Ontario's Japanese History
Table of ContentsIntroduction Early Japanese ImmigrationWorld War II: Discrimination and Internment World War II: Camps and Living Conditions World War II: Labour World War II: Canada's ShameNotable Japanese-Ontarians Marjorie Pigott, Artist David Tsubouchi, Member of Provincial Parliament Bev Oda, Member of Parliament Irene Uchida, Scientist Raymond Moriyama and Bruce Kuwabara, Architects Joy Kogawa, WriterMore Resources
Further ReadingGAMBATTE BY FORMER MPP DAVID TSUBOUCHIDavid Tsubouchi was a misfit in Mike Harris cabinet, ex-politician writes
David Tsubouchi, Member of Provincial Parliament
David Hiroshi Tsubouchi (born in 1951) was the first Japanese-Ontarian Member of Provincial Parliament. Born in Toronto and brought up in Scarborough, he went to York University for post-secondary school and Osgoode Hall for law school, graduating in 1975. He entered politics while living in Markham and served as a city councillor from 1988 to 1994.
In 1995, he ran for the provincial seat in Markham and won by 25,000 votes. He was appointed Minister of Community and Social Services. During his tenure he was responsible for many cuts to social services, including welfare. In 1996 he was moved to Minister of Consumer and Commercial relations, re-elected in 1999, and made Solicitor-General of Ontario. In 2002 he was moved to Minister of Culture. He lost re-election in 2003 and went back to his law practice.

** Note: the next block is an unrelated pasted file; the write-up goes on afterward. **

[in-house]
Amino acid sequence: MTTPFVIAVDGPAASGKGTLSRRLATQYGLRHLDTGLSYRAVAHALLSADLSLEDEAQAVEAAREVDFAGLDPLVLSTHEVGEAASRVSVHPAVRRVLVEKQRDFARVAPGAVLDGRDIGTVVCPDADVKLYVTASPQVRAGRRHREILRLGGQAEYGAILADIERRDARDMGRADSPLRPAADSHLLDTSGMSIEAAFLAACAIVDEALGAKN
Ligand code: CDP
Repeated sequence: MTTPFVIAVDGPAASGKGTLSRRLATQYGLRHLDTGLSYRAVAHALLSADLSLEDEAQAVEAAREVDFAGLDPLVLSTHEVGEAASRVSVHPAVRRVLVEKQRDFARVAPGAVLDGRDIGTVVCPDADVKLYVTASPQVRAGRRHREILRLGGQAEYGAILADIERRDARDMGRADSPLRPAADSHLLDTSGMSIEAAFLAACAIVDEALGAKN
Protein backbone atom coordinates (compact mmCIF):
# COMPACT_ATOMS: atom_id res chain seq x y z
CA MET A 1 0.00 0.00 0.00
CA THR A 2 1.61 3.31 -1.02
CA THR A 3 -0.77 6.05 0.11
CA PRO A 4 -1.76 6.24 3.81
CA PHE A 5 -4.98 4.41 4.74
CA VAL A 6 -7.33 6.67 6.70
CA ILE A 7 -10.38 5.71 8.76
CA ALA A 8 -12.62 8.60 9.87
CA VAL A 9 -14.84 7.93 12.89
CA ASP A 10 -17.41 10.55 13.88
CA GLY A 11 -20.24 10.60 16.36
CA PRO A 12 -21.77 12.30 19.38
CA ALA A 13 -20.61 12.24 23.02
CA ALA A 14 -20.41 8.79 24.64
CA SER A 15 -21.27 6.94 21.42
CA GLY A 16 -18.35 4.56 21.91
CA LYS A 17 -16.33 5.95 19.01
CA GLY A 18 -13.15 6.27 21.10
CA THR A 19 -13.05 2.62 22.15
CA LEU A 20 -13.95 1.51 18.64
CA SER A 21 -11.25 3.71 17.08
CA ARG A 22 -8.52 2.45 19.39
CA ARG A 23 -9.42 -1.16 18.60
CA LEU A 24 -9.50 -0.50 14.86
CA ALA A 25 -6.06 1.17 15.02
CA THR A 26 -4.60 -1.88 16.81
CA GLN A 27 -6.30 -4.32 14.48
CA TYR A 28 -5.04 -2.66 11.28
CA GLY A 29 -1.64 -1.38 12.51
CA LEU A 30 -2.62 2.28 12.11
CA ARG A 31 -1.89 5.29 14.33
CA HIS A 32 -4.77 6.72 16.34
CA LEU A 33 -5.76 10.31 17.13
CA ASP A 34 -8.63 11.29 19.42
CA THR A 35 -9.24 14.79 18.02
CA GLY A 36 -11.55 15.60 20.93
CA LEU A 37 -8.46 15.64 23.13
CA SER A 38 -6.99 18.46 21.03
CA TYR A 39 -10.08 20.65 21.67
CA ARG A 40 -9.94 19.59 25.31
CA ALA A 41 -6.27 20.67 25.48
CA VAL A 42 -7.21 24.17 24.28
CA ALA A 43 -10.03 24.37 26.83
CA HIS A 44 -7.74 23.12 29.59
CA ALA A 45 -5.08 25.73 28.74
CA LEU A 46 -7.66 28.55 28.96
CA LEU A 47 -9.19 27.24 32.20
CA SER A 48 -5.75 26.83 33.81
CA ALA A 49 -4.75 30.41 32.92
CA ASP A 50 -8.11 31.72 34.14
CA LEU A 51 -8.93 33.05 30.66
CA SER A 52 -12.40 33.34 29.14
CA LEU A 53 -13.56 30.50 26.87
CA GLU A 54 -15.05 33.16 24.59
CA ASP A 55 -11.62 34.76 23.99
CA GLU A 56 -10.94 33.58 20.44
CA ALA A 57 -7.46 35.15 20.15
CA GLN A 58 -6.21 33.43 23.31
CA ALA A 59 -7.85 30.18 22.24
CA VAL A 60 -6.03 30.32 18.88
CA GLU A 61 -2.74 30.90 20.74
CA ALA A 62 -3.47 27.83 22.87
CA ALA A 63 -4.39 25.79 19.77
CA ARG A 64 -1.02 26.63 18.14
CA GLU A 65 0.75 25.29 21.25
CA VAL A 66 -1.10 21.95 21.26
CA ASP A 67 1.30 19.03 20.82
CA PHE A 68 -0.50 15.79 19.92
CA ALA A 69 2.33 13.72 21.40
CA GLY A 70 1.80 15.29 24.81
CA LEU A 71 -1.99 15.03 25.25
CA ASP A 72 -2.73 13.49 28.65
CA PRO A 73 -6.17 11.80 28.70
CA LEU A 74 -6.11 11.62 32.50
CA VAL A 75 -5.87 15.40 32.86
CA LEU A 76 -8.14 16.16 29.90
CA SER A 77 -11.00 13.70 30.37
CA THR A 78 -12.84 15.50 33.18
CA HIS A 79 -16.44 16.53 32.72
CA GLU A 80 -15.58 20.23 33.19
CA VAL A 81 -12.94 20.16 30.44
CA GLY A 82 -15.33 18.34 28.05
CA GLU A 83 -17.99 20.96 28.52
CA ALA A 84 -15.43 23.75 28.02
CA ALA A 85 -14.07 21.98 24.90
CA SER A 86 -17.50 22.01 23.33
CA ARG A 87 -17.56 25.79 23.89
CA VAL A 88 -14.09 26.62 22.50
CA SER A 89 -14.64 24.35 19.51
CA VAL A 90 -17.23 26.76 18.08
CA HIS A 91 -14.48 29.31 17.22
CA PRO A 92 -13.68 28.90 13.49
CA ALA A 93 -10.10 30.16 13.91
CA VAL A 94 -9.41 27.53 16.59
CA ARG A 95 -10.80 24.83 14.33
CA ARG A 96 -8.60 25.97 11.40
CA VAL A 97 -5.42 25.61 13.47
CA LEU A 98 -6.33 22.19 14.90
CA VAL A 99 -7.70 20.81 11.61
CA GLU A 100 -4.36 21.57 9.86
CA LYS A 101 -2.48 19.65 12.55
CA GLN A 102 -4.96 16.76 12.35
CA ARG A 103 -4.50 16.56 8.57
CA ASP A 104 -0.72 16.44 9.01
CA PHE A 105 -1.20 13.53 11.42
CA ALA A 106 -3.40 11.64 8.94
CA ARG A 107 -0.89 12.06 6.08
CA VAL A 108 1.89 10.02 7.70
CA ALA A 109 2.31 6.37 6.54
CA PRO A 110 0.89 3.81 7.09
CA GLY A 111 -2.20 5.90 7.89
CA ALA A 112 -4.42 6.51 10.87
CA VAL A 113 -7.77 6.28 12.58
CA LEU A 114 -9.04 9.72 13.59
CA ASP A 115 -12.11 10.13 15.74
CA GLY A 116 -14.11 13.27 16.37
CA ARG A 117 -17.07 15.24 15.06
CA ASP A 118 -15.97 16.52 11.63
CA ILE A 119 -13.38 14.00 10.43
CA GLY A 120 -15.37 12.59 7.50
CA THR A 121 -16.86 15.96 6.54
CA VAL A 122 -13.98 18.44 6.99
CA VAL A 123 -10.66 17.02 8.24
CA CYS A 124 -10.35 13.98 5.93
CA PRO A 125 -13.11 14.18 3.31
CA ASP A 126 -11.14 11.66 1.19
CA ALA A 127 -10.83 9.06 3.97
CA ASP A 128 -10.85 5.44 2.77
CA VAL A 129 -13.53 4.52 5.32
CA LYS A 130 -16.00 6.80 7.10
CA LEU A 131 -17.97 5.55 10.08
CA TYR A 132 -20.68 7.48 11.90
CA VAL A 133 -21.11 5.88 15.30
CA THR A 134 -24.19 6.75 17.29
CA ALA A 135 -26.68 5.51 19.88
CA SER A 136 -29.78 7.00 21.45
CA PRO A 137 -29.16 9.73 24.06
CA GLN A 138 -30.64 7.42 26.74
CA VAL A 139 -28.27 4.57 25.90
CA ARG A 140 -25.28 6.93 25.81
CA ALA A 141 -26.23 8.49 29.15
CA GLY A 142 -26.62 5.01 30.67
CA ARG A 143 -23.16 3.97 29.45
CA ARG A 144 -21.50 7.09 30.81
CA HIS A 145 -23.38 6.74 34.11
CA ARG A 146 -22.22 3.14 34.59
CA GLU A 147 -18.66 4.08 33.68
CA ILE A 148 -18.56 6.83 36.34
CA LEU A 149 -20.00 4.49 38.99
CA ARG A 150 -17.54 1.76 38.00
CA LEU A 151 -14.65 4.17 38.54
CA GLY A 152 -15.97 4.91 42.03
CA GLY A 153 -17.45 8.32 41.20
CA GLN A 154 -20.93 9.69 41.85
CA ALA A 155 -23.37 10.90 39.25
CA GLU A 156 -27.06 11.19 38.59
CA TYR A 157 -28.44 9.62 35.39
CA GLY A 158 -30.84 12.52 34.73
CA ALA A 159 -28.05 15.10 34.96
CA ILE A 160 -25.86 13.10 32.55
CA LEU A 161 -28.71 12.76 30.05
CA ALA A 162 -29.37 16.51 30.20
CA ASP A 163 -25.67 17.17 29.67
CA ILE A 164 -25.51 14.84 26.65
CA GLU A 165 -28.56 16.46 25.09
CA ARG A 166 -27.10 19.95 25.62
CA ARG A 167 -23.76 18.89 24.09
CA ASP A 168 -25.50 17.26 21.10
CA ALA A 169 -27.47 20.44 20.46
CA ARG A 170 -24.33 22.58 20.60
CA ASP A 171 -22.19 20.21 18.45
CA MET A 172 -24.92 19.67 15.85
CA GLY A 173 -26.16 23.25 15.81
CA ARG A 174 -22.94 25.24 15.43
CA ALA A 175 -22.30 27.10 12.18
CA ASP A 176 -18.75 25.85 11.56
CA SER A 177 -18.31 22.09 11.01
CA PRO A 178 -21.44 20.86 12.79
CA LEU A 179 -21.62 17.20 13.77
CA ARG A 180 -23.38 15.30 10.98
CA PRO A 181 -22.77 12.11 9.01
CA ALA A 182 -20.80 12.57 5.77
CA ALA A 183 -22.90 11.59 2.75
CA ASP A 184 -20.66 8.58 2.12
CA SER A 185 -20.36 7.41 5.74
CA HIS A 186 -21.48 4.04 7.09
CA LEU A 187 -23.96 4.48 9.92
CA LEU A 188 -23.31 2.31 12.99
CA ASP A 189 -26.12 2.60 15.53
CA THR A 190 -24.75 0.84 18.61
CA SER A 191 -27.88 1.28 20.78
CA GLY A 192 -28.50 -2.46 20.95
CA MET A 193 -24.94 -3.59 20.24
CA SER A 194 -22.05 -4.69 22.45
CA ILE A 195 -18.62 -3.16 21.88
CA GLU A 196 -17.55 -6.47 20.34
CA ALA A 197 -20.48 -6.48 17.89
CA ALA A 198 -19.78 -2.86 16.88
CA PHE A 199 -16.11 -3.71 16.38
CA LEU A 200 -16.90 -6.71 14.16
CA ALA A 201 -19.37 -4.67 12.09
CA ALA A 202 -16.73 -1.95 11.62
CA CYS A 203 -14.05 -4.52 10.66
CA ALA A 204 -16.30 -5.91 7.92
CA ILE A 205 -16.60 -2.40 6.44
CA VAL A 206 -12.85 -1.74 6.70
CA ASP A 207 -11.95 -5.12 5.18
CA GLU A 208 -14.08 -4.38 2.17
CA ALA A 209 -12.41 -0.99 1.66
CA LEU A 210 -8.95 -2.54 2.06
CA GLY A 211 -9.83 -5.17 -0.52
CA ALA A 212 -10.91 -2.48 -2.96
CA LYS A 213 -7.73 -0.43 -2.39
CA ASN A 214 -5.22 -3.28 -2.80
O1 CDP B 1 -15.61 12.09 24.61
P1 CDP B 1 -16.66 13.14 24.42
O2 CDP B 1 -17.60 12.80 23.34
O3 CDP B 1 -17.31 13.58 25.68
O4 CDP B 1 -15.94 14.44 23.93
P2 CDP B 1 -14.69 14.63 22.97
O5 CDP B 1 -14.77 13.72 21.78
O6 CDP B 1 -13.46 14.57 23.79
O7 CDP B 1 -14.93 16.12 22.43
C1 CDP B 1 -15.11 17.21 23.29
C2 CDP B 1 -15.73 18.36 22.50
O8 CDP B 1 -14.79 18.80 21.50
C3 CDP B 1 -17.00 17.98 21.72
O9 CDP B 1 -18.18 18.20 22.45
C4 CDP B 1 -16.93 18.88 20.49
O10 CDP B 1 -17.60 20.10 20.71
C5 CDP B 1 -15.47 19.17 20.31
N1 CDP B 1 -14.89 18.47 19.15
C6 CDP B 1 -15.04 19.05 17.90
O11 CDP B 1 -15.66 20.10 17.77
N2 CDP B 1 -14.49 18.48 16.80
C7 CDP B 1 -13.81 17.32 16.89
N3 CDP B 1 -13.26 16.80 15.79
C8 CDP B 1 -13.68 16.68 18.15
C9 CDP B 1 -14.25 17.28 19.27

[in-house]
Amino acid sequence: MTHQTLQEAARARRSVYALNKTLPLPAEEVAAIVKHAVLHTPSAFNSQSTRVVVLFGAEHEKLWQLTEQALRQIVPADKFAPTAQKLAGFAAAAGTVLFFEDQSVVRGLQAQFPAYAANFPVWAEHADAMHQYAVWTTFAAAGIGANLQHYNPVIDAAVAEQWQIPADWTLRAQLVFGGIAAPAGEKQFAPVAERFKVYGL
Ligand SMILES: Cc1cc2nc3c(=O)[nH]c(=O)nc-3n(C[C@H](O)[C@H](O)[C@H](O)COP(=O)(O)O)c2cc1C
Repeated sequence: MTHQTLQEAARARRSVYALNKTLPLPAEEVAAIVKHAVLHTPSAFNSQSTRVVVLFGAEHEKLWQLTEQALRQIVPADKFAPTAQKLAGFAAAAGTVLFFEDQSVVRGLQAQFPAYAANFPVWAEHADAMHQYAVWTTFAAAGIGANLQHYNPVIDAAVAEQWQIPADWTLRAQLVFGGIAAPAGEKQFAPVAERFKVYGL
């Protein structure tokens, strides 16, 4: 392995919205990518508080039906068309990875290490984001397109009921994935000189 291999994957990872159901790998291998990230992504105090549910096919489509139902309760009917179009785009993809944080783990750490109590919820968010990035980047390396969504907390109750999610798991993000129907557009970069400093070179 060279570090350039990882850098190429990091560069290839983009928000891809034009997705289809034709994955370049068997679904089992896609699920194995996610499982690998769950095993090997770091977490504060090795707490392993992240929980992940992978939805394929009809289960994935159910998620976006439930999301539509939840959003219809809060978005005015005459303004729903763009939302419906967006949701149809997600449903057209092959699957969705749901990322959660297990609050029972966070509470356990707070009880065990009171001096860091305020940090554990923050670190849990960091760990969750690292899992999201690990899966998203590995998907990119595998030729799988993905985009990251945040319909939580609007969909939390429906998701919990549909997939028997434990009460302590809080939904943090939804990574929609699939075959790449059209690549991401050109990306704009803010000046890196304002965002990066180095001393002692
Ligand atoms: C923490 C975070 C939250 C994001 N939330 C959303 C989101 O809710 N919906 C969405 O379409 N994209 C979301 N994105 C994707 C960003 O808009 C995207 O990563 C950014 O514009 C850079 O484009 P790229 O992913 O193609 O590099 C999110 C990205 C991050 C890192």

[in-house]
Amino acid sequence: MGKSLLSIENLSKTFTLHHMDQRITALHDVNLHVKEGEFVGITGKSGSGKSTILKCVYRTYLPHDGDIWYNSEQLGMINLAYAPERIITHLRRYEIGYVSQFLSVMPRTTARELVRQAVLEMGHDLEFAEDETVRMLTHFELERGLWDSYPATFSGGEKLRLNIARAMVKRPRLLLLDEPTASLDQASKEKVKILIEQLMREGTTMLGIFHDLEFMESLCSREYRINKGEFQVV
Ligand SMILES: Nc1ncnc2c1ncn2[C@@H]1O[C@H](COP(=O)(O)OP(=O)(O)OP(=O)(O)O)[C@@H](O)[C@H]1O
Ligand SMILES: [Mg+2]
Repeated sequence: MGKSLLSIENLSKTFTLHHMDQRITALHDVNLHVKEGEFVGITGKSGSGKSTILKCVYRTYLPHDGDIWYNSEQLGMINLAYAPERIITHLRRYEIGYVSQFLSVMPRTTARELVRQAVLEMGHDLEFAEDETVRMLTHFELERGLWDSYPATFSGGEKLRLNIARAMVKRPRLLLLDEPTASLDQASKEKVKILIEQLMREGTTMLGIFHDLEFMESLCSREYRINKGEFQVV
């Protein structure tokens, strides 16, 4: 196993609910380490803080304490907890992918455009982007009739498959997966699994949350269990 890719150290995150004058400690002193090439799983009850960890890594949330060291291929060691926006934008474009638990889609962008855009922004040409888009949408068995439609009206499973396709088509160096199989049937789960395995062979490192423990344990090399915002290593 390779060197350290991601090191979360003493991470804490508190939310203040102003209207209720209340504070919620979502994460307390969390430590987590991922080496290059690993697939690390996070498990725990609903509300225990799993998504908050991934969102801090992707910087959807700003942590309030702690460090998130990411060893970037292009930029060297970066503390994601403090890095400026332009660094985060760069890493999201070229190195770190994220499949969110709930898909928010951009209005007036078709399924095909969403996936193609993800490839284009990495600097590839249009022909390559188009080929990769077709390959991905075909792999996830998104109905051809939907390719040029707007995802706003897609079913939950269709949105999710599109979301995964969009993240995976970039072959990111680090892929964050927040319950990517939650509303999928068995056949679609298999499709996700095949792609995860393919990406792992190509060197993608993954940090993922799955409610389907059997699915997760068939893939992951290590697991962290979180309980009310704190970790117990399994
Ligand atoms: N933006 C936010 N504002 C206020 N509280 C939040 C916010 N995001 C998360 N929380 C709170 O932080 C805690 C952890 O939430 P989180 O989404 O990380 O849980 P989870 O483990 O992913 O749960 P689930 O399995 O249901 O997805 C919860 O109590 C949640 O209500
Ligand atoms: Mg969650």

Tsubouchi’s parents were born in British Columbia and had never been to Japan. His mother spent her teens behind barbed wire. His father, for the “crime” of arguing that men not be separated from their wives and children when they were interned, was sent to a PoW camp near Marathon, Ont., on the north shore of Lake Superior — PoW number 606.
There is something about being marked with numbers that scalds the human soul. Tsubouchi says he’s amazed at the lack of animosity his parents displayed. (Their anger was stifled as a survival tool; in Tsubouchi it emerged as a quick temper and propensity, as a young man, for fighting on the hockey rink.)
After his parents were released from internment, they had to make their “second start from nothing,” he said.
What was lost was profound. What was gained was a deep shame among Japanese-Canadians about their identity. When Tsubouchi was a child, his parents never spoke Japanese at home, he says, because they did not want their children to have accents. He has no photographs or mementos of the sort families pass down.
“Their life basically started after the war,” he said. His legacy from his ancestors is a single sake cup from his grandfather. “That’s what I have left from that heritage.” What he did inherit from his father, however, was the spirit of “gambatte” — which means “do your best” — that was constantly urged upon him.
From his days as a Star delivery boy, Tsubouchi did just that — even though there was always a sense “of being an outsider.”